Intel Corp's decision to spend $13 billion in 2013 to develop and build
future manufacturing technology has not gone down well on Wall Street
but it may be necessary if it wants to stay on top of rivals in coming
The top chipmaker's shares slumped nearly 7 percent on Friday, a
day after executives said the company would increase 2013 capital
spending from an already dizzying $11 billion.
decried the move, saying adding new capacity should be far from Intel's
mind in a waning personal computer market. Increased spending may
further pressure margins and leave Intel with even more idle capacity if
PC sales keep falling.
But others believe that Intel's top
priority must be maintaining its technological edge, a costly but
necessary endeavor that may even pay off in the long run with market
share gains. Moving up the technology ladder can also deliver cost
savings, helping safeguarding Intel's margins as it tries to catch up to
rivals in smartphones and tablets.
"That's the bet they're making
and they're all in," said Sanford Bernstein analyst Stacy Rasgon. "If
you stop, TSMC and Samsung close the gap - and you're toast."
Intel's $13 billion capex this year, $2 billion will go toward expanding
a fabrication plant, or fab, in Oregon where engineers will work on a
long-term plan to manufacture microchips on silicon wafers measuring 450
mm - about the size of a large pizza.
The other $11 billion goes
toward more immediate improvements in Intel's manufacturing technology,
letting it build chips over the next two or three years with features
measuring just 14 nanometers, and then 10 nm. The narrower the features,
the more transistors can fit on a single chip, improving performance.
newest fabs currently use 300 mm wafers, about the size of a vinyl
record. Moving up in size will make room for more than twice as many
chips to be etched on each, leading to cost savings.
costs will be a serious priority for Intel as it ventures into the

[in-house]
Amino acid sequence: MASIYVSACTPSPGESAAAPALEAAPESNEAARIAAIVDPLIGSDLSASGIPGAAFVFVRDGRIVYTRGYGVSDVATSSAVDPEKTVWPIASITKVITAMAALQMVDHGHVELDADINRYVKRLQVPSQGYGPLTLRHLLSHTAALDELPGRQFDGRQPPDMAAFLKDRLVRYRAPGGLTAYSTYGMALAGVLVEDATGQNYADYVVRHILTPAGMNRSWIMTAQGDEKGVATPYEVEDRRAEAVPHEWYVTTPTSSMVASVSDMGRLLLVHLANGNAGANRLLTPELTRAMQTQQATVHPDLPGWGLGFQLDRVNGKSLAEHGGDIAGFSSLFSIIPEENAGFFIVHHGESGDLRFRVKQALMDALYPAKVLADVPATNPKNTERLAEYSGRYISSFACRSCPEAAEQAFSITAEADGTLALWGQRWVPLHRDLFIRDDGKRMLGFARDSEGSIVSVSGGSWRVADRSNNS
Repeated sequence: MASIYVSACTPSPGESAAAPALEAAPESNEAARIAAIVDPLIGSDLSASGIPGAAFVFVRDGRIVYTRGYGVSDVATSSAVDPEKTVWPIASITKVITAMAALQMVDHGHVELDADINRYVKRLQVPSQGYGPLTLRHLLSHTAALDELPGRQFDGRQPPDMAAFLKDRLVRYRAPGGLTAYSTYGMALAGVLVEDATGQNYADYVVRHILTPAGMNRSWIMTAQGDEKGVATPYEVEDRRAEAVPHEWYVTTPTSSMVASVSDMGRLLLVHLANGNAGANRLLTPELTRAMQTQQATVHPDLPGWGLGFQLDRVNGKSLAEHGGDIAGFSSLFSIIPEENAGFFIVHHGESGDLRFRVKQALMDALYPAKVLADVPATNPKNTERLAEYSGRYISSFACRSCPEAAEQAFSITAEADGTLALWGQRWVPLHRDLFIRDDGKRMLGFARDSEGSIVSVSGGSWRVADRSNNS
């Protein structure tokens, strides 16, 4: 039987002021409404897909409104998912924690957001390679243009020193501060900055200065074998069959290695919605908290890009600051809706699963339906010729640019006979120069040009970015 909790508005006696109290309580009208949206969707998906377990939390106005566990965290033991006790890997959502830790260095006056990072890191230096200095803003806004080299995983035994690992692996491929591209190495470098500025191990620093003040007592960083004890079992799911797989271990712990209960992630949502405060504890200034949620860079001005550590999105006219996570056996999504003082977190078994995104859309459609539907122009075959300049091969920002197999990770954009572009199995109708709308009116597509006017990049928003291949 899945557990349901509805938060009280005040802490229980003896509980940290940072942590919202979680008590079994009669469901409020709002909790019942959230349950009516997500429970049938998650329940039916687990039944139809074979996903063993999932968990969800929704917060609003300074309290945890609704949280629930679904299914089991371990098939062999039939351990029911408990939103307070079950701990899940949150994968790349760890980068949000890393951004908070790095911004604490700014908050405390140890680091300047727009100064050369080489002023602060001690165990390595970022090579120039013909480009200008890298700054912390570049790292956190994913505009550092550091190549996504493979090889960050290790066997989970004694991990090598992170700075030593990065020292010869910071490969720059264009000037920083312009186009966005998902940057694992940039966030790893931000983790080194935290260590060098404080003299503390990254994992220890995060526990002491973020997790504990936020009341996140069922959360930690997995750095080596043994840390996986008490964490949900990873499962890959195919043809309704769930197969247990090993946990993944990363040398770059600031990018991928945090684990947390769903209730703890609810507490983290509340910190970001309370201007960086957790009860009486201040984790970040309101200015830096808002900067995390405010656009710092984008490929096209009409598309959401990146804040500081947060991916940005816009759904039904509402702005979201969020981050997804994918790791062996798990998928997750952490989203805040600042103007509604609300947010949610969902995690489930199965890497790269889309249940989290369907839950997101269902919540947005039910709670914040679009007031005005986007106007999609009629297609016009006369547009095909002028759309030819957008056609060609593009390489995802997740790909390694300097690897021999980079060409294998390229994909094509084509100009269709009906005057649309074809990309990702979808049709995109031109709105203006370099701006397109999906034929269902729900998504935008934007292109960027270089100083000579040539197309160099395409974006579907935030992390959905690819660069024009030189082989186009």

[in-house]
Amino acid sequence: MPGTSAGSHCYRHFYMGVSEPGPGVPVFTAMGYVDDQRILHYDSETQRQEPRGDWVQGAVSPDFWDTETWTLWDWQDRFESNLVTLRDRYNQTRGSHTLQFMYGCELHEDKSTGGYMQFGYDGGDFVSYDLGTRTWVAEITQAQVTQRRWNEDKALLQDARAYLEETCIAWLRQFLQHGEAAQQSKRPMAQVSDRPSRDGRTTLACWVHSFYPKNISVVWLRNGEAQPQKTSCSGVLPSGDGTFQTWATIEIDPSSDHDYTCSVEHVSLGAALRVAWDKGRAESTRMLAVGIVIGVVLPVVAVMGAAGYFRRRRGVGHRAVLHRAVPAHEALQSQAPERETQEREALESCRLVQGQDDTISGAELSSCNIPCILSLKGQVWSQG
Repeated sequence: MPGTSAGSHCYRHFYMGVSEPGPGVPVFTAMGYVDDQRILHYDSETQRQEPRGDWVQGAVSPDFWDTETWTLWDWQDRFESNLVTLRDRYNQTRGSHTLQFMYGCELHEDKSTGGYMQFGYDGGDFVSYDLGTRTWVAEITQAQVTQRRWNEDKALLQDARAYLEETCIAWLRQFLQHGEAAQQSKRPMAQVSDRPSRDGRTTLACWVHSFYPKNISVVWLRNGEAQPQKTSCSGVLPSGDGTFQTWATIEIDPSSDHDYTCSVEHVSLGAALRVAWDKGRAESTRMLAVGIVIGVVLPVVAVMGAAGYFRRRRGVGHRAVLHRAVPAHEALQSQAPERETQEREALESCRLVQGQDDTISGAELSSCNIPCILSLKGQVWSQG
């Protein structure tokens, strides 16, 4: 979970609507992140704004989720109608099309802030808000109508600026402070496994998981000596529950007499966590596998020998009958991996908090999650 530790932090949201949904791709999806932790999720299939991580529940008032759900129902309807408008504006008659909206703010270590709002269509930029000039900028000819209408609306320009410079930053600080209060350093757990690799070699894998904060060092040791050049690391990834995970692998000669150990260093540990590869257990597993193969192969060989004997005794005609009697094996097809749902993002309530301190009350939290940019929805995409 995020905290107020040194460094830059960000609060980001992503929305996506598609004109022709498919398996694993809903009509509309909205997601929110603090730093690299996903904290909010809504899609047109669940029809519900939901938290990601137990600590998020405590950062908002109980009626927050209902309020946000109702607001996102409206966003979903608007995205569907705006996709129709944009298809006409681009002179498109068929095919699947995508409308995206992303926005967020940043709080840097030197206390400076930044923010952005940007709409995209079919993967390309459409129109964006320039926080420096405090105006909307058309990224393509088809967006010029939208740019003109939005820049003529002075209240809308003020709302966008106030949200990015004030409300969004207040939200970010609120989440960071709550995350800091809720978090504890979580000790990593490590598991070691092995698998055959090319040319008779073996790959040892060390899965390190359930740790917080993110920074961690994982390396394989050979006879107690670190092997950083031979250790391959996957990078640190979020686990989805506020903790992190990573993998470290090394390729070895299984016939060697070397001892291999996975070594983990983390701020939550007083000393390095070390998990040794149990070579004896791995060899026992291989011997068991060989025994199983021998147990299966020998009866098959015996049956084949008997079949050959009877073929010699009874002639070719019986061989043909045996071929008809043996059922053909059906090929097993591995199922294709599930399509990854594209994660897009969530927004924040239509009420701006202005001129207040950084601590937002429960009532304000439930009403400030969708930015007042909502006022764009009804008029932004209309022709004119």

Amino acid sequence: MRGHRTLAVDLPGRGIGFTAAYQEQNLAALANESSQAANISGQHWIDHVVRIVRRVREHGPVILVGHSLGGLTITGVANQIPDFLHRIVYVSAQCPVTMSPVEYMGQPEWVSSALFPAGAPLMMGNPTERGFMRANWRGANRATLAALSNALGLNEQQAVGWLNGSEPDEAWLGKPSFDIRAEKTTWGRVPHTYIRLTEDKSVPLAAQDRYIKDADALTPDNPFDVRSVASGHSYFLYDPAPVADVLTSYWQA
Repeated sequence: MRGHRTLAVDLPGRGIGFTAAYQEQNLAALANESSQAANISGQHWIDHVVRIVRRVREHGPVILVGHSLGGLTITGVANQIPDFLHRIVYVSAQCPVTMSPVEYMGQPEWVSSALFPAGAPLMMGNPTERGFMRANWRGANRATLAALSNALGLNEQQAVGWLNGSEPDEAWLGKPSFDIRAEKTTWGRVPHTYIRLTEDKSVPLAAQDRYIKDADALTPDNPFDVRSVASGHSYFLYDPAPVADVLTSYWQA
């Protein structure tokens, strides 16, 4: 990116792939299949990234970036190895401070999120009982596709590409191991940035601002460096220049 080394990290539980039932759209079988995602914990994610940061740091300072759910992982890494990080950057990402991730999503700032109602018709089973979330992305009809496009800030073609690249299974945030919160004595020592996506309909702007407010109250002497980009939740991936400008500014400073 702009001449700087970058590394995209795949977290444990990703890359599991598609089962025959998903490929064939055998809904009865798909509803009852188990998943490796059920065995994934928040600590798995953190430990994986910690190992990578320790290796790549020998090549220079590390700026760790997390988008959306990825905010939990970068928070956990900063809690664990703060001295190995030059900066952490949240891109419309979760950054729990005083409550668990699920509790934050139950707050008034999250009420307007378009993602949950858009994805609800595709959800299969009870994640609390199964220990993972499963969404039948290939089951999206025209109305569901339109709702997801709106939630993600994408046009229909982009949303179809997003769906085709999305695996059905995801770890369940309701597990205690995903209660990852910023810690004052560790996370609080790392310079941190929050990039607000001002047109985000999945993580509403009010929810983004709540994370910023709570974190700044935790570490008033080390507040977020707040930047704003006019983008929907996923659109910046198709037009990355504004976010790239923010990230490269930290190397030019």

tablet and phone markets, where chips sell for much less than in the PC
industry. Intel, which has yet to make meaningful progress in mobile,
stresses that its most advanced fabs have the lowest cost per chip
"One of reasons why Intel is so aggressive on capital
spending is to maximize the chances it has of protecting its gross
margins as it moves into smaller and lower priced CPUs," Longbow
Research analyst JoAnne Feeney said.
not the first tech company to worry Wall Street with aggressive
long-term investments whose payoffs are difficult to estimate.
in the past have criticized Amazon.com Inc for splurging on costly
warehouses and other shipping facilities, investments that eventually
paid off and contributed to rich stock valuations.
While the size
of Intel's capex increase alarmed investors, the chipmaker since 2011
has been spending heavily. Intel normally pours 12 to 16 percent of its
revenue into capex, but spending has been closer to 20 percent in the
past two years and will probably be higher this year, Feeney estimated.
costs of developing the new technology to use 450 mm fabs are so high
that just a few companies, such as Intel, Samsung Electronics and
Taiwan's TSMC, are expected to have the scale to make the jump
worthwhile. Building 450 mm plants from the ground up is expected to
cost $10 billion or more.
It's not just a matter of creating
bigger silicon wafers. Most of the high-tech equipment - sold by the
likes of Applied Materials used in chip manufacturing has to be
redesigned as well.
The transition from 300 mm to 450 mm is so
expensive and complicated that the world's biggest chipmakers and tool
makers are collaborating to establish new standards and timing new
Intel made a $3 billion strategic equity investment
last year in chip equipment supplier ASML to help fund the development
of future lithography tools for 450 mm fabs, a move followed by rivals
Samsung and TSMC.
Intel's Oregon plant will lead the effort to
produce chips on 450 mm wafers, with other larger Intel plants upgraded
in the future, Chief Financial Officer Stacy Smith told Reuters on
Rasgon said Intel's long-term investments in
manufacturing will mean more pressure on its margins over the next few
years, but that its spending will help ensure it remains a major player
in the chip industry over the next decade - though there's no guarantee.
there's any company I can look at five years from now, they'll be here
and they'll be really successful at whatever they're doing. But I don't
know what they'll look like," Rasgon said.
"They have to do this, but it doesn't mean I want to own the stock while they're doing it."
© Thomson Reuters 2012